It will be hard to do justice to the past week with words or photos, but I’m going to try. We have had the most beautiful week visiting and camping in remote parts of Kenya’s breathtaking national parks, finding lions, zebras, elephants, rhinos, hippos, buffalos, giraffes, a cheetah and a phenomenal number of different species of birds, antelope, lizards and insects. It has been incredible.
By now, it’s probably clear that I’ll have plenty to say about this trip. I want to write about the implications of being a privileged white family travelling in Kenya, the notion of ‘wild’ animals, our experiences visiting various elephant conservation efforts across the country, and more. But my plan is to write these blogs in September, after we’re back in the UK. This post is about photography, as per usual.
Over the past week, I have taken 4000 photos, of which I have selected and edited over 600. Usually, 100 photos will yield 4-5 for my Get Snappy post, so you can see that this is a lot. Kenya’s wildlife viewing is a photographer’s paradise and just know that for every photo below, there are at least twenty more photos I wanted to share too (and will be sharing in blogs over the coming weeks). I am so happy crouched on top of a Jeep, camera in hand, waiting patiently for an elephant to flap its ears or for a baby lion to sneak up on its sibling to play. It’s such a privilege and a joy to watch animals in their natural habitat, especially when you get to see family groups interacting, like watching a baby elephant learn to slurp up water from a pool or watching a lioness guard her injured sister. Every animal family has its own dynamics, its own behaviour and its own bonds. I’ve loved it all.
While I have loved photographing all the animals, from grouchy buffalos to skittish impalas, I think zebras have to take the top prize as most photogenic. I cannot get over the contrast of the black and white stripes against both each other and the landscape. I have taken literally hundreds of zebra photos and I love them all! What beautiful animals.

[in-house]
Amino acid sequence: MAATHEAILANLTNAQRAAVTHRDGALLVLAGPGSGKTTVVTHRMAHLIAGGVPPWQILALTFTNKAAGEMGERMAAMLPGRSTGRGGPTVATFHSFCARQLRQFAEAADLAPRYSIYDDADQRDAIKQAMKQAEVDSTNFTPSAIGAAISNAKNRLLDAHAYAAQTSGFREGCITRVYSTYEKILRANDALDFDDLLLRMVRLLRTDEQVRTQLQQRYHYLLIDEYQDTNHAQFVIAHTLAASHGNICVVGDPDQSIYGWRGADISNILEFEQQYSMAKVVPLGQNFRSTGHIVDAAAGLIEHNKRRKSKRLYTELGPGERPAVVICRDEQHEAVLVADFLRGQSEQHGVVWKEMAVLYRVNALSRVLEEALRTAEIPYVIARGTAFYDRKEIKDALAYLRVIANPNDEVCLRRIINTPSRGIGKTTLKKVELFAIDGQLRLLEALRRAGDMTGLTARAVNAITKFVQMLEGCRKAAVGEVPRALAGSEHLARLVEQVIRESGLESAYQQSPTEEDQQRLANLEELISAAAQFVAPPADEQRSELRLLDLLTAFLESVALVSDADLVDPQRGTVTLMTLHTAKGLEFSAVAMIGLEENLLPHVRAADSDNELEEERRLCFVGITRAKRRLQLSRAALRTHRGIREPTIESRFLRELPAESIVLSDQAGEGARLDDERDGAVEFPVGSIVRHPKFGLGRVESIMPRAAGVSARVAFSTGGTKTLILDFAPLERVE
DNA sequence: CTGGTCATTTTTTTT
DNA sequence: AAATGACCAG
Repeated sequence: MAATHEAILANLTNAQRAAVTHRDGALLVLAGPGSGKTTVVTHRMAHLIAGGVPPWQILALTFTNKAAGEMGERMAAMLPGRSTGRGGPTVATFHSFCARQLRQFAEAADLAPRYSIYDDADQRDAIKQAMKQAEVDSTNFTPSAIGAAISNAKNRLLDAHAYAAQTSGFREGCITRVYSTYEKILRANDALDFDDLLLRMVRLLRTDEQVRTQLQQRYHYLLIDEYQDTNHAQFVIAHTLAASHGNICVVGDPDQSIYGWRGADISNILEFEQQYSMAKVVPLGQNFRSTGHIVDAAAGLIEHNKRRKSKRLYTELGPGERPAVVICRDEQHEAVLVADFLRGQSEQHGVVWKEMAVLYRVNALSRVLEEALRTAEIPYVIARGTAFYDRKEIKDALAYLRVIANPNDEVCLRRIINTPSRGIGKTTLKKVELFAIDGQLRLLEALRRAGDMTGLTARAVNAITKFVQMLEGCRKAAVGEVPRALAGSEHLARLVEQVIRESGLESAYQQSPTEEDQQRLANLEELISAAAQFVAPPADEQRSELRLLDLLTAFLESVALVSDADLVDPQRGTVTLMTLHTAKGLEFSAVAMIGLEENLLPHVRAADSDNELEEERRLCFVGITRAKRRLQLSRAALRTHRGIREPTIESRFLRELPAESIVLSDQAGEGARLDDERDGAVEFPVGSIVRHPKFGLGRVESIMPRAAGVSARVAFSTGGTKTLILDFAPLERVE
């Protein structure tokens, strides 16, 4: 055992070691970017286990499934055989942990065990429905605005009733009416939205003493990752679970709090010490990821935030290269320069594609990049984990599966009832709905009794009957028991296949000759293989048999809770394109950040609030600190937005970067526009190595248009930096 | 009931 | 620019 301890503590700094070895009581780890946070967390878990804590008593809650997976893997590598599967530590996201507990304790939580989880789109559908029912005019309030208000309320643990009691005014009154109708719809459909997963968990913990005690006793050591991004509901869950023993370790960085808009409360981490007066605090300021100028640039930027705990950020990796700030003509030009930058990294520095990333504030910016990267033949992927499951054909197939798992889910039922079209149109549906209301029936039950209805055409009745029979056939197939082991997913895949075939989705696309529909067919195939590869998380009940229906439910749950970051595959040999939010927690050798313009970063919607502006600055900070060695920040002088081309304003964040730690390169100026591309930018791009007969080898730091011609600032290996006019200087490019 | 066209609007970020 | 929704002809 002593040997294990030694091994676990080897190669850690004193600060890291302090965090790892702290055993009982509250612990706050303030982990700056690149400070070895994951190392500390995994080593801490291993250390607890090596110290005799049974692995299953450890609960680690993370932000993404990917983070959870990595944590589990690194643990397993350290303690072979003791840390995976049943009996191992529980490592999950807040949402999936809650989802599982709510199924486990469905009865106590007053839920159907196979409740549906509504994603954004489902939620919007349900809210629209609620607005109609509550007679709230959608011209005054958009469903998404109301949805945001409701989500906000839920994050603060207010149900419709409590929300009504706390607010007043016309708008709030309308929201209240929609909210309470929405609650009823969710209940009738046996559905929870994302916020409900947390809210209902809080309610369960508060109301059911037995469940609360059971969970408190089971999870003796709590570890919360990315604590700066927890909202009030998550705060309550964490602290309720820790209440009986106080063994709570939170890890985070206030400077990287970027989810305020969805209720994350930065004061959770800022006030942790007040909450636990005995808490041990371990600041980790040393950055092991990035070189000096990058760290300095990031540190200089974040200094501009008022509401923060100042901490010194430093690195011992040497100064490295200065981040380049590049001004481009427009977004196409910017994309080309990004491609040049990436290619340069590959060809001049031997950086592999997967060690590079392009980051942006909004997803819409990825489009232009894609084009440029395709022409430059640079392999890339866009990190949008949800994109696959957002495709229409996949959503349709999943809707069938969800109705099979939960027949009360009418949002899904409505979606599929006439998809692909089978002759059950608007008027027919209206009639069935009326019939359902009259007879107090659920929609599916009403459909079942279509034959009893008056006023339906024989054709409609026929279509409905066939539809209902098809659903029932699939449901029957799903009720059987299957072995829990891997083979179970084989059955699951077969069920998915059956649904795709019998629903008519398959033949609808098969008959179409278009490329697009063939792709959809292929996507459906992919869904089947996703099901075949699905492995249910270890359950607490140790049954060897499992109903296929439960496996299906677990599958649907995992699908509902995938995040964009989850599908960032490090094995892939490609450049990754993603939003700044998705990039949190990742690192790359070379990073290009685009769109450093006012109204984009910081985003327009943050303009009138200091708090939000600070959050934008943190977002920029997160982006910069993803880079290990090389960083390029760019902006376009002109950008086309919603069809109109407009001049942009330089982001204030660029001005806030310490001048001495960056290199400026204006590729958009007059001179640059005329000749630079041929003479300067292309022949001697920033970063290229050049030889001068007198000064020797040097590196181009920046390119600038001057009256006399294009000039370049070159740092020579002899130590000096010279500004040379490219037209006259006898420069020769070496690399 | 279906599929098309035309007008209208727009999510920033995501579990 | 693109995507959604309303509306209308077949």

Aside from the zebras, catching lions in various states of play is both a challenge and a joy. On our last day or so in Tsavo East, we came across a large pride of lions, including five or six cubs. Two of the more inquisitive cubs were playing right by our car, resulting in over an hour of perfect time watching and photographing these two stunning baby lions. We captured them pouncing on each other, rolling around together and goading the adult lions into wrestling matches. It is hard to take sharp photos when the movements are so rapid, especially as the sun was setting and the light was fading fast, but when it came together, the results were awesome. We also had a few moments of watching lionesses breastfeeding their cubs, which is an incredibly tender and moving thing to witness.
Obviously, there is a lot of luck and skill needed for wildlife photography. Luck because the animals can be anywhere, doing anything, and for them to be close enough and still enough for long enough to snap a good photo involves a lot of good luck. If the light is good, even better (and even luckier). But there is a solid amount of skill too: the standard stuff like knowing how to compose a powerful photo, getting the settings right and being patient, along with the more specific stuff about appreciating animal behaviour well enough to take touching images. There’s nothing quite like the moment a lion looks you straight in the eye (well, lens) and you press the shutter.
Aside from the animals, one of my favourite discoveries of the whole trip is that in Kenya there are blue trees. WTF. Seriously, there are pictures below – amongst the red dust and dried out branches there are vivid blue trees. I could not cope. I must have taken hundreds of photos of these trees alone.
I’m writing this from a tiny plane, flying to the Maasai Mara for the next few days, before heading down to the coast near Mombasa for some snorkeling and beach time. I hope you all enjoy the wildlife photos below. You can look forward to many, many more over the coming weeks!
Here are this week’s photos. What do you think?!